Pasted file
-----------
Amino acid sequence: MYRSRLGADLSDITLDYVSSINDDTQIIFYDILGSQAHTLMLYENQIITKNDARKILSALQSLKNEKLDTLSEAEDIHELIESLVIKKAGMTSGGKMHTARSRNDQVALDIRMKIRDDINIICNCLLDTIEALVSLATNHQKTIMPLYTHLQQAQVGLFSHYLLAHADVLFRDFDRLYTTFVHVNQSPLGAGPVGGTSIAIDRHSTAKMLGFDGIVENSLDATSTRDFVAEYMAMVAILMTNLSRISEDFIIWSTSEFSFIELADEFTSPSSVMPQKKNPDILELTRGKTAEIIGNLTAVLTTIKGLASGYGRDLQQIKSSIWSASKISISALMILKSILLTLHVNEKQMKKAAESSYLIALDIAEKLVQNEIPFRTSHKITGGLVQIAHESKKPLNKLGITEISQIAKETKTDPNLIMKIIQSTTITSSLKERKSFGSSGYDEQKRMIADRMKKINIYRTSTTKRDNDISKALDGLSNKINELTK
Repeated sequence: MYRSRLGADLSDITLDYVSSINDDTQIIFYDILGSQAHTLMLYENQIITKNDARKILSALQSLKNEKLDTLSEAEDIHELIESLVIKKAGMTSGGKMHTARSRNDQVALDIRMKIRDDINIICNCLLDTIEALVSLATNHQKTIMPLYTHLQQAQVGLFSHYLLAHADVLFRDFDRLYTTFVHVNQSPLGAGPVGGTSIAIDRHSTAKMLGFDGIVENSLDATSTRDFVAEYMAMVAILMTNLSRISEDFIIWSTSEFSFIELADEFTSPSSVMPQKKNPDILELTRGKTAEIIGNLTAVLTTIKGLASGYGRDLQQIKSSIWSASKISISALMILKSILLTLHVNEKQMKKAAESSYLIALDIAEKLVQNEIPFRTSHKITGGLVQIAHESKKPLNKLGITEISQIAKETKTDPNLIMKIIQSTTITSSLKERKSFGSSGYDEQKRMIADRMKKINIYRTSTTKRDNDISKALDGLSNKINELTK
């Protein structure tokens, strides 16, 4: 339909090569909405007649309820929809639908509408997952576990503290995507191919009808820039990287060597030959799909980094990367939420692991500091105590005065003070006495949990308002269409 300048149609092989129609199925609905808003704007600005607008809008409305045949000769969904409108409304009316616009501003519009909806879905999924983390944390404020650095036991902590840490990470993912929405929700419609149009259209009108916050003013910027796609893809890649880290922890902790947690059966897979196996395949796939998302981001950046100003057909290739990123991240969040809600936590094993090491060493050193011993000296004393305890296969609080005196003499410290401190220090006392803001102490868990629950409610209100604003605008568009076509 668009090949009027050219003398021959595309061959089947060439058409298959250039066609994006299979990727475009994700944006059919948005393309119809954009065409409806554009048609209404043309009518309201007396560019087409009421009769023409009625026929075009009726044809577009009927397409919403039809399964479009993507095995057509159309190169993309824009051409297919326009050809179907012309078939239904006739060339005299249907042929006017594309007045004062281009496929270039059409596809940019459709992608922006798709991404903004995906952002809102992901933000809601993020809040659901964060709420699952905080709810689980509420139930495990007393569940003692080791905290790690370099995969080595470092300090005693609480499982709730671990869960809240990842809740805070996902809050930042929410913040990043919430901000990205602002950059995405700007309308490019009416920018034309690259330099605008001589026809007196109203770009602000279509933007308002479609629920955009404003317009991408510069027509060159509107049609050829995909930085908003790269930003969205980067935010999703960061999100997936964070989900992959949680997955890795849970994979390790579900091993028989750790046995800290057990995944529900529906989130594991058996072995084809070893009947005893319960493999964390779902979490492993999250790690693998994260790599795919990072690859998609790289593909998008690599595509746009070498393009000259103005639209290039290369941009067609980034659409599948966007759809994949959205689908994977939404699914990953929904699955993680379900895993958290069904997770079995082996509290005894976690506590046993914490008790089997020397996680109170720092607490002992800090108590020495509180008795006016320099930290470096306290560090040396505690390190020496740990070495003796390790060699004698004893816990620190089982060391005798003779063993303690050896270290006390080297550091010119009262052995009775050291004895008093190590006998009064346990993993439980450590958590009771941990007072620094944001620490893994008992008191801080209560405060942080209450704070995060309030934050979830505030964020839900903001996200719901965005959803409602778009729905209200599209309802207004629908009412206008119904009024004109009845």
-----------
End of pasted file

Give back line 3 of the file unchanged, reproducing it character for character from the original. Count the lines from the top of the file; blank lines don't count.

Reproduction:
């Protein structure tokens, strides 16, 4: 339909090569909405007649309820929809639908509408997952576990503290995507191919009808820039990287060597030959799909980094990367939420692991500091105590005065003070006495949990308002269409 300048149609092989129609199925609905808003704007600005607008809008409305045949000769969904409108409304009316616009501003519009909806879905999924983390944390404020650095036991902590840490990470993912929405929700419609149009259209009108916050003013910027796609893809890649880290922890902790947690059966897979196996395949796939998302981001950046100003057909290739990123991240969040809600936590094993090491060493050193011993000296004393305890296969609080005196003499410290401190220090006392803001102490868990629950409610209100604003605008568009076509 668009090949009027050219003398021959595309061959089947060439058409298959250039066609994006299979990727475009994700944006059919948005393309119809954009065409409806554009048609209404043309009518309201007396560019087409009421009769023409009625026929075009009726044809577009009927397409919403039809399964479009993507095995057509159309190169993309824009051409297919326009050809179907012309078939239904006739060339005299249907042929006017594309007045004062281009496929270039059409596809940019459709992608922006798709991404903004995906952002809102992901933000809601993020809040659901964060709420699952905080709810689980509420139930495990007393569940003692080791905290790690370099995969080595470092300090005693609480499982709730671990869960809240990842809740805070996902809050930042929410913040990043919430901000990205602002950059995405700007309308490019009416920018034309690259330099605008001589026809007196109203770009602000279509933007308002479609629920955009404003317009991408510069027509060159509107049609050829995909930085908003790269930003969205980067935010999703960061999100997936964070989900992959949680997955890795849970994979390790579900091993028989750790046995800290057990995944529900529906989130594991058996072995084809070893009947005893319960493999964390779902979490492993999250790690693998994260790599795919990072690859998609790289593909998008690599595509746009070498393009000259103005639209290039290369941009067609980034659409599948966007759809994949959205689908994977939404699914990953929904699955993680379900895993958290069904997770079995082996509290005894976690506590046993914490008790089997020397996680109170720092607490002992800090108590020495509180008795006016320099930290470096306290560090040396505690390190020496740990070495003796390790060699004698004893816990620190089982060391005798003779063993303690050896270290006390080297550091010119009262052995009775050291004895008093190590006998009064346990993993439980450590958590009771941990007072620094944001620490893994008992008191801080209560405060942080209450704070995060309030934050979830505030964020839900903001996200719901965005959803409602778009729905209200599209309802207004629908009412206008119904009024004109009845």